For much of its history, the United States had a notably decentralized government structure. Since the 1930s, the national government has undertaken new efforts to regulate the economy and society and to redistribute resources. Those new efforts have implied a greater centralization of authority in Washington. In the past the public often supported such centralization. However, according to a new study from Cato scholars John Samples and Emily McClintock Ekins, public opinion about federalism has changed. Voters are more supportive of decentralized policymaking on many issues where they previously supported a stronger national role.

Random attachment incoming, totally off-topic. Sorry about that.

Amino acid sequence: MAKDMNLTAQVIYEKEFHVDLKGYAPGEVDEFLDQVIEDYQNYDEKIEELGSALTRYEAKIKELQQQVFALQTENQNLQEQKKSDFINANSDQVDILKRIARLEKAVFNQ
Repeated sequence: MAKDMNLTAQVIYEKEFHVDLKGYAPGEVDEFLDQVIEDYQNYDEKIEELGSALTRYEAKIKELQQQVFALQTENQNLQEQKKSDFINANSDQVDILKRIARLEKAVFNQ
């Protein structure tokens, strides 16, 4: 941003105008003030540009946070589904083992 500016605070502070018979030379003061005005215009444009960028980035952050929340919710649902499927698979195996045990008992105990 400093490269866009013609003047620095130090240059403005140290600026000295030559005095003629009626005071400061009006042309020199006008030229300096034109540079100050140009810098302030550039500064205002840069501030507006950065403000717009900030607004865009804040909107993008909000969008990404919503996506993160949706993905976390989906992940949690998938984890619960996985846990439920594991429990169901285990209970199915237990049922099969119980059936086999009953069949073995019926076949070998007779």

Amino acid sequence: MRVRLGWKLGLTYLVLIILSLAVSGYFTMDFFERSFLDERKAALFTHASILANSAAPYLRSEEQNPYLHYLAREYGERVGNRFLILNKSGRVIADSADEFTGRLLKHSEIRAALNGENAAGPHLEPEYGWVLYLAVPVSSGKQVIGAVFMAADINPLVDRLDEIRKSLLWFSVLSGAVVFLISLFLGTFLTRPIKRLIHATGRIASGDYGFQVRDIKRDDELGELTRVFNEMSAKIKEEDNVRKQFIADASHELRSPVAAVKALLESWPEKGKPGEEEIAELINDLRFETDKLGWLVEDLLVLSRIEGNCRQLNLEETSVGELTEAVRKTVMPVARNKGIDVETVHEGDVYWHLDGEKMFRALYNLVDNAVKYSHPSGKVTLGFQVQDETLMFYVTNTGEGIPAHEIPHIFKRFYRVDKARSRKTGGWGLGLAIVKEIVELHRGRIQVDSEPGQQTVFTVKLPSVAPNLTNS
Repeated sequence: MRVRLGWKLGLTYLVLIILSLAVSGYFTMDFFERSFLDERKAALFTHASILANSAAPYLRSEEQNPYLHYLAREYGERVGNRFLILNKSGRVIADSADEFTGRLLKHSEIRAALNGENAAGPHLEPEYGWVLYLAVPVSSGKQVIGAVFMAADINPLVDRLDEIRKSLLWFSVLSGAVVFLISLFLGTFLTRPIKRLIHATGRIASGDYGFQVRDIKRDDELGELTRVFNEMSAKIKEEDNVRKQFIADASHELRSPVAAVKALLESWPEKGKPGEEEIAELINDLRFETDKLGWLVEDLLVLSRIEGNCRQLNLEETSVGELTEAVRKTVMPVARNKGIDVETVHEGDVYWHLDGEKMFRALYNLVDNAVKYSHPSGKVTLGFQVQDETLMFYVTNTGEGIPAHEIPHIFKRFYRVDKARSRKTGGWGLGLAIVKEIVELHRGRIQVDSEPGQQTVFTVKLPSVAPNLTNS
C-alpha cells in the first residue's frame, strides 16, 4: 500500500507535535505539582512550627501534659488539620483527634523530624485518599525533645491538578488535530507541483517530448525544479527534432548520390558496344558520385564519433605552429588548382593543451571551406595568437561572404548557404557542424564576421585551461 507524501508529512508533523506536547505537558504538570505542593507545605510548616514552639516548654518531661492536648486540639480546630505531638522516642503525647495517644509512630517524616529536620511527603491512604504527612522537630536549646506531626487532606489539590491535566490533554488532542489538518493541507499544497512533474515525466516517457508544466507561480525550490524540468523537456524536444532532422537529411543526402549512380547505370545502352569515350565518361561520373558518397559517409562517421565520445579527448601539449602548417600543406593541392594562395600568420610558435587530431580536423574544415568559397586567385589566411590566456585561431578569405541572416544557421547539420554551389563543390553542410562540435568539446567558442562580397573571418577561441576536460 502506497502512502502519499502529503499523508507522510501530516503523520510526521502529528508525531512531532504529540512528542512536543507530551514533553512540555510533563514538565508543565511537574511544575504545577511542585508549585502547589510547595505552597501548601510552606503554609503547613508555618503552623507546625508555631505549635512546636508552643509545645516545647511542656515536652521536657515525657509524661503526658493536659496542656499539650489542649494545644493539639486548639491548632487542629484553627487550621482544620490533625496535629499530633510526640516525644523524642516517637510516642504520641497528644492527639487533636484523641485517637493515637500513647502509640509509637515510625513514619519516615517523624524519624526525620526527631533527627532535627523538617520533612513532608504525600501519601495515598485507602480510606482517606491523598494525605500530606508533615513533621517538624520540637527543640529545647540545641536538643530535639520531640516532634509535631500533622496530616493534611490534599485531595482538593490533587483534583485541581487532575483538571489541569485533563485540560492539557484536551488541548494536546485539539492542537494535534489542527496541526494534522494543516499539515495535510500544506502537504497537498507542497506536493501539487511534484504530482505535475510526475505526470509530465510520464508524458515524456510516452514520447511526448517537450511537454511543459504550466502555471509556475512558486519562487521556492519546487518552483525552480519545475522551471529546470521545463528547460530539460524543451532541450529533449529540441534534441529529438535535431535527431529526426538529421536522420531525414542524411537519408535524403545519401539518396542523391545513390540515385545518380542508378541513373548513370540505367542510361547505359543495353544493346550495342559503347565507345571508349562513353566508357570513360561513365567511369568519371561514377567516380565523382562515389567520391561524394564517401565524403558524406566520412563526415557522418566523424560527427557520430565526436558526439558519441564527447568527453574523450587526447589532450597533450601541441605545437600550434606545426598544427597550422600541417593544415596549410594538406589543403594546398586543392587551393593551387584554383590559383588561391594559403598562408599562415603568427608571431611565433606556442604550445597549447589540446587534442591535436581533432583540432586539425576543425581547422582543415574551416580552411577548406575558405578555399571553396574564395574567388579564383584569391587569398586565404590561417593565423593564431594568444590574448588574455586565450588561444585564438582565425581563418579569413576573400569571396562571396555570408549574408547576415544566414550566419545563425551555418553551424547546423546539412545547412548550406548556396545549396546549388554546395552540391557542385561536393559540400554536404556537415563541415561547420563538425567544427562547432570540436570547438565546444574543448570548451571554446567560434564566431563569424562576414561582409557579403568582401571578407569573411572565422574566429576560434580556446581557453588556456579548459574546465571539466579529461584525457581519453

- “Public Attitudes toward Federalism: The Public’s Preference for Renewed Federalism,” by John Samples and Emily McClintock Ekins